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Some useful, and some not so useful observations on riding Europe's second highest road pass

Last summer summer road.cc and off-road.cc sent a team of crack operatives (well, me, Dave and Jon from off-road.cc) on a road trip to the Italian Dolomites where we rode new bikes at Eurobike Live, tackled the Maratona dles Dolomites gran fondo, some very fine Italian dining and on our day off me and Dave rode up the Stelvio. Dave, did it with a video crew (that’s just the way he rolls) and you can see how he got on here. I rode up ahead and waited at the top without any money or enough air in my front tyre* - cos that’s the way I roll.

*Luckily I met a Dutch bloke with a pump just as I was about to start back down. He probably saved my life.

Stelvio - Turn 48 closer.jpg

 

1. It’s got 48 hairpin bends going up from the Italian side, nearly all of them in the second half of the climb. They’re all numbered and 1 is at the top. 

2. At 2760 metres It’s the second highest road pass in Europe… don’t know what the highest is*, but don’t ask me to ride it.

*Someone will tell us in the comments.

Stelvio hairpins

 

3. There are three ways up one on the Swiss side and two on the Italian side - the pros have raced up them all. Probably.

 

Stelvio - it's along way down and there's still a long way up.jpg

4. At an average of 6 per cent the Stelvio is not very steep, but it is very long. Very long - 24km on the Italian side. It’s the topographical equivalent of the small child in the back of the car asking ‘are we there yet?’ for kilometre after kilometre after kilometre. Its brutality lies not in the gradient* but in its  persistence. Until you get to the top. 

*although it is a long way up (obviously) - we started in Silandro back down the valley and the height gain from there was 2km.

5. Unusually for both Switzerland and Italy there are very few places to refill your water bottle on they way up*- and for most of us it’s definitely more than a one bottle mountain - so it makes sense to pack two. *Maybe that’s so they can sell you some when you get to the top.

6. On the way up the Stelvio smells of burning clutches with a faint hint of pine. On the way down the aroma is of overheating motorcycle disc brakes with a faint hint of pine. That’s because…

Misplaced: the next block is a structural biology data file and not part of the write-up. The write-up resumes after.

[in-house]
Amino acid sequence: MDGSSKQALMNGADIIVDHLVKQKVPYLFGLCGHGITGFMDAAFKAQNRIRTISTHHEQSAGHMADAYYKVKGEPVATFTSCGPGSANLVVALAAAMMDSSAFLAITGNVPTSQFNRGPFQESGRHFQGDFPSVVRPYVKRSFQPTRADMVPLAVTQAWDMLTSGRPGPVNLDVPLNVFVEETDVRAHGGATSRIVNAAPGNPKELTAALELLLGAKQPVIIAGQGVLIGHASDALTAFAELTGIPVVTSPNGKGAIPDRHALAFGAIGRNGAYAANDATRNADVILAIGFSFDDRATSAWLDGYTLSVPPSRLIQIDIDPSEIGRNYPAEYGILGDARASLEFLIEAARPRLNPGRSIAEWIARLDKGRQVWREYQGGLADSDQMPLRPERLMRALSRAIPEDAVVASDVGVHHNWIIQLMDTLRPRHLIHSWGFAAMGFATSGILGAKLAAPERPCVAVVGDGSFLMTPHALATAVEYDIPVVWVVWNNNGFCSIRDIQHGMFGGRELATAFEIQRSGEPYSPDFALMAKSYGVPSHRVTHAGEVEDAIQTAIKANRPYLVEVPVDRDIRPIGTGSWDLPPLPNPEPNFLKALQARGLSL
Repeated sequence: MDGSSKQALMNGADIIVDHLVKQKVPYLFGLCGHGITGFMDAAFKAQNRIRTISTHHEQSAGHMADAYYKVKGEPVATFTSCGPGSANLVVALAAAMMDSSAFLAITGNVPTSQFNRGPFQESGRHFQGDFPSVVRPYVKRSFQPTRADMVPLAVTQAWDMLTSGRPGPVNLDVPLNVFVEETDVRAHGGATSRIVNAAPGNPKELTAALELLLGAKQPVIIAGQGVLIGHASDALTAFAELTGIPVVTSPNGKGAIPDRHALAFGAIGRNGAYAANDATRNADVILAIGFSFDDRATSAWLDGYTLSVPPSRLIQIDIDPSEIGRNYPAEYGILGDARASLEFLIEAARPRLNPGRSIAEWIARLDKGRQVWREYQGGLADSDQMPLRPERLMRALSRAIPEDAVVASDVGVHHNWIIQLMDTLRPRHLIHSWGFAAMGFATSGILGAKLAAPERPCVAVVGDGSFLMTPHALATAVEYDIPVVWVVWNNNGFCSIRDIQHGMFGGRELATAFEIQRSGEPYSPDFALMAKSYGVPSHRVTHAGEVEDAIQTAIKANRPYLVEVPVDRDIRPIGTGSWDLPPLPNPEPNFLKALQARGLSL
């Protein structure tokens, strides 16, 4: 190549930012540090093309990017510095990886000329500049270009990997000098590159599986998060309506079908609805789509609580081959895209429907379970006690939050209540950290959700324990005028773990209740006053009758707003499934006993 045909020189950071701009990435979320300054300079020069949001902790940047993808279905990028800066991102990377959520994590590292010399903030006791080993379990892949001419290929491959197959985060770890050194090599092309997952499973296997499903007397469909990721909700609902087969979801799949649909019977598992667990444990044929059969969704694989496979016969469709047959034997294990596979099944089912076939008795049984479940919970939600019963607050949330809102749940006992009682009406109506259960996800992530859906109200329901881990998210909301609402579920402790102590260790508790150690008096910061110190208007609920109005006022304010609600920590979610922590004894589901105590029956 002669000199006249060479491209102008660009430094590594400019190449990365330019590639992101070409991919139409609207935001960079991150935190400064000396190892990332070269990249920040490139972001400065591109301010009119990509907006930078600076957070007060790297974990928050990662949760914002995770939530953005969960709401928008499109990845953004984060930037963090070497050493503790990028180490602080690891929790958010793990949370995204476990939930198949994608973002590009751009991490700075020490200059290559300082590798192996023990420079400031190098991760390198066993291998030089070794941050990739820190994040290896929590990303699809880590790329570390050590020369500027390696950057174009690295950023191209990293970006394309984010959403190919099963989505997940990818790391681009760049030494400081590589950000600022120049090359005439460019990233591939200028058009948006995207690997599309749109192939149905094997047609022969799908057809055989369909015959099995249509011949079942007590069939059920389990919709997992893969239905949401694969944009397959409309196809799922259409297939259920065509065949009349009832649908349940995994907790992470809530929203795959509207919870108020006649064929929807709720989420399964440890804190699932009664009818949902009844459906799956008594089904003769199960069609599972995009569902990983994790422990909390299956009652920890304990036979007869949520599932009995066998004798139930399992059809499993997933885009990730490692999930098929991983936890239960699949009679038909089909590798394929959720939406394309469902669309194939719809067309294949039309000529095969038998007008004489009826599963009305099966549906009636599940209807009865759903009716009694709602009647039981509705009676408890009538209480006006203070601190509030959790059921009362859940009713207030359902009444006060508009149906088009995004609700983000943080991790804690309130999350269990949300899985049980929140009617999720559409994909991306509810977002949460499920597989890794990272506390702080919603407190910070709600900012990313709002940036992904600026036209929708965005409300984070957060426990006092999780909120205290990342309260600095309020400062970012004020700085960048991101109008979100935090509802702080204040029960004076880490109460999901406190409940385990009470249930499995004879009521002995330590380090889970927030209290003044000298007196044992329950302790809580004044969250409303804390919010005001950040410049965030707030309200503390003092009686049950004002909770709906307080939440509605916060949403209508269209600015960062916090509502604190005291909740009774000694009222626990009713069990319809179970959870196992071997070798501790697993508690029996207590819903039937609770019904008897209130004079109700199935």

Stelvio - Turn 48 closer.jpg

 

7. These days aside from straddling the Italian/Swiss border, and being very tall, the Passo dello Stelvio’s basic function would seem to be as a place for people* of a certain age to challenge themselves using their wheeled vehicle of choice. We fitted right in.

Imagine a giant track day for middle aged men in Lycra, leather, or sports cars of varying vintages - all on the same track all at the same time, and you’ve pretty much got it - although that makes it sound busier on the road than it is. 

Did I say middle aged? Somewhat unusually the cyclists were the ones keeping the age average on the road down and there were a fair number of female cyclists too. The bravest people on the mountain were also women – riding pillion. 

*People who are mostly men.

8. Speaking of motorcycles, expect to meet a lot of them on the Stelvio. A LOT. Oh, and a lot of posters reminding motorcyclists of their responsibility not to kill themselves on the road ahead. Great squadrons of them sometimes taking up both lanes of the road because - well, they can – and because as the hairpins get tighter and more cambered nearer the top the only way some of the big touring bikes can get round is by taking the outside line even if it is on the wrong side of the road and you’re coming up/down the other way. They mean you no harm but…  

 

Stelvio - there.jpg

9. Speaking of the top, after slogging your way through some of the most stunning scenery Europe has to offer the top itself is something of a disappointment. In fact it wouldn’t be selling it short to say that the top of the Stelvio is a bit of a dump. Quite an expensive and tacky one too. I’m sure you can get a 'My dad/mum rode up the Stelvio and all I got was this crappy t-shirt’ t-shirt, you can definitely buy official Passo de Stelvio cycling kit. Who would buy and wear such kit you ask? Well the bloke we saw in Corvara the next day for one.